TORONTO (Reuters) – A labor dispute that halted operations at Canadian Pacific (NYSE:) Railway Ltd on Sunday will exacerbate raw material shortages due to Russia’s invasion of Ukraine, and a prolonged lockdown could hurt farmers in the run-up to the spring planting season.
CP, Canada’s No. 2 railroad, halted operations after talks with unions failed, with both sides blaming each other for the outcome. Talks continued on Sunday with federal mediators at the table.
Canada, the second largest country by area after Russia, relies heavily on rail to transport raw materials and manufactured goods to its port. With 75% of all fertilizer in Canada being shipped by rail, the agricultural sector will feel the heat, industry association Fertilizer Canada said. The agricultural sector is already struggling with shortages and higher prices as a result of Western economic sanctions against Russia and Belarus, two major fertilizer producers.
“The main issue is the short term in getting farmers the fertilizer they need for their crops. We are 4-6 weeks away from sowing in Canada and even earlier in the US,” said Karen Proud, president and CEO of Fertilizer Canada.
The impact of the strike was felt south of the border, as CP’s rail network runs as far south as Kansas City in the United States.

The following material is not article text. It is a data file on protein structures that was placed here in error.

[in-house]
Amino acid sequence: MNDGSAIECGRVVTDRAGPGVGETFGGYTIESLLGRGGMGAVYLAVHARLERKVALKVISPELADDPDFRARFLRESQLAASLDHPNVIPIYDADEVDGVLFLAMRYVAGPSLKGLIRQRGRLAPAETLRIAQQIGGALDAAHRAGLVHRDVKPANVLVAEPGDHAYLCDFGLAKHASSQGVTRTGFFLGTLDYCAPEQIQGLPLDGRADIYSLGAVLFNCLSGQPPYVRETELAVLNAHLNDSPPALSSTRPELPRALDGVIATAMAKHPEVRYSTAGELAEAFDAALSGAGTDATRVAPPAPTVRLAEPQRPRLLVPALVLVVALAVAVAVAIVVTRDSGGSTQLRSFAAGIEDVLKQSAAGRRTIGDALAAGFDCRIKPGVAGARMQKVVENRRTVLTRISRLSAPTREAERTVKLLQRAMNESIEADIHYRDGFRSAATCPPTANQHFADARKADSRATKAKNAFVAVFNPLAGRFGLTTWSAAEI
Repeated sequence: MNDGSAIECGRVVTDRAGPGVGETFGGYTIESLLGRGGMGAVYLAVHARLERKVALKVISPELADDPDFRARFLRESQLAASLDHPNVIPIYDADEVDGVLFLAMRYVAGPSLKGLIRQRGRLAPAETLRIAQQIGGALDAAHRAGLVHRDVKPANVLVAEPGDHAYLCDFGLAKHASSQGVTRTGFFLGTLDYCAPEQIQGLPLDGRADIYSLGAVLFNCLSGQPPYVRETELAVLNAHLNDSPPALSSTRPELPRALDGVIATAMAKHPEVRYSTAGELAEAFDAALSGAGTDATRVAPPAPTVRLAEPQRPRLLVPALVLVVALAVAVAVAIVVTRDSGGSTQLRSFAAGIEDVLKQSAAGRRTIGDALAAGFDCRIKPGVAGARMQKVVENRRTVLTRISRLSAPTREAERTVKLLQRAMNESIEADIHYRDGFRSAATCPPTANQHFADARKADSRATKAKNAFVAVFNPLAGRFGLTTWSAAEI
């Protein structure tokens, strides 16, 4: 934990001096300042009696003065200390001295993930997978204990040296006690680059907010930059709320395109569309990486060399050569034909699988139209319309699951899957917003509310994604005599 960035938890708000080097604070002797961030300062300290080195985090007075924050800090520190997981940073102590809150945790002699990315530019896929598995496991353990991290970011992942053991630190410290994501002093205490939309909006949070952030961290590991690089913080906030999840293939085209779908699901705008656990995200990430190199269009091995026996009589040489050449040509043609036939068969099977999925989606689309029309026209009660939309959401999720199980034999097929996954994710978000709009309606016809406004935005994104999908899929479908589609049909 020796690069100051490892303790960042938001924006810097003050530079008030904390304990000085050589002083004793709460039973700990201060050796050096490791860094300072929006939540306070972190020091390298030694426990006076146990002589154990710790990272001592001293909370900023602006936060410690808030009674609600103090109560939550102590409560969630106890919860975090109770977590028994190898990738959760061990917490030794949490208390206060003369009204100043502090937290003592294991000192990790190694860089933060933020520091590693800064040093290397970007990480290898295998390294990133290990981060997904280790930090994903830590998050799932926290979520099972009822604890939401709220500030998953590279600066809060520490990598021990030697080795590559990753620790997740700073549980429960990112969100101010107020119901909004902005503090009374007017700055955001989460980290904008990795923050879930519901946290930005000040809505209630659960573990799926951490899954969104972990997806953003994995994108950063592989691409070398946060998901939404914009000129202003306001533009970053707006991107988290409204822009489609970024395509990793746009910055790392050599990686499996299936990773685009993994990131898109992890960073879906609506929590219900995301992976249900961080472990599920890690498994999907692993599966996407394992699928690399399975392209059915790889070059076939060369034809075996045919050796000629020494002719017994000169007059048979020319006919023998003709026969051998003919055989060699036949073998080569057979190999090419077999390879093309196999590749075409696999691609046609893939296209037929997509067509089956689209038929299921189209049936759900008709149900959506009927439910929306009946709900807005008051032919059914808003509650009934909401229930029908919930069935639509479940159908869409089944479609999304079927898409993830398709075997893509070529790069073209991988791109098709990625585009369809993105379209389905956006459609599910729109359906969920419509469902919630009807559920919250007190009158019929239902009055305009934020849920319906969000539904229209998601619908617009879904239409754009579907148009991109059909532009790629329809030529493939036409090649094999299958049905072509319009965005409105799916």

“A CP shutdown will bring additional uncertainty to US fertilizer markets,” said Corey Rosenbusch, the president and CEO of the Fertilizer Institute, adding that the United States imports 86% of its potassium from Canada, much of it per week. track.
Nutrien (NYSE:) Ltd, the world’s largest fertilizer producer, could weather a CP shutdown of a few days as it moved potash from its Canadian mines to U.S. stores ahead of spring planting, interim director Ken Seitz told Reuters . But a longer shutdown would force Nutrien to slow its production of potassium, Seitz said.
Nutrien plans to increase potassium production by nearly 7% this year to around 15 million tons due to supply uncertainty.
The lockout at CP is the latest blow to Canada’s battered supply chain, which endured flooding in British Columbia last year, shutting down access to Canada’s largest port.
An eight-day strike at Canadian National Railway (TSX:) Co in 2019 cost the fertilizer industry between C$200 million – C$300 million ($159 – $238 million), the industry group estimates.
The Mining Association of Canada said the work stoppages, such as those experienced by CPs, add additional operational costs to businesses and “decrease confidence in Canada” as an investment destination for companies dependent on the supply chain.
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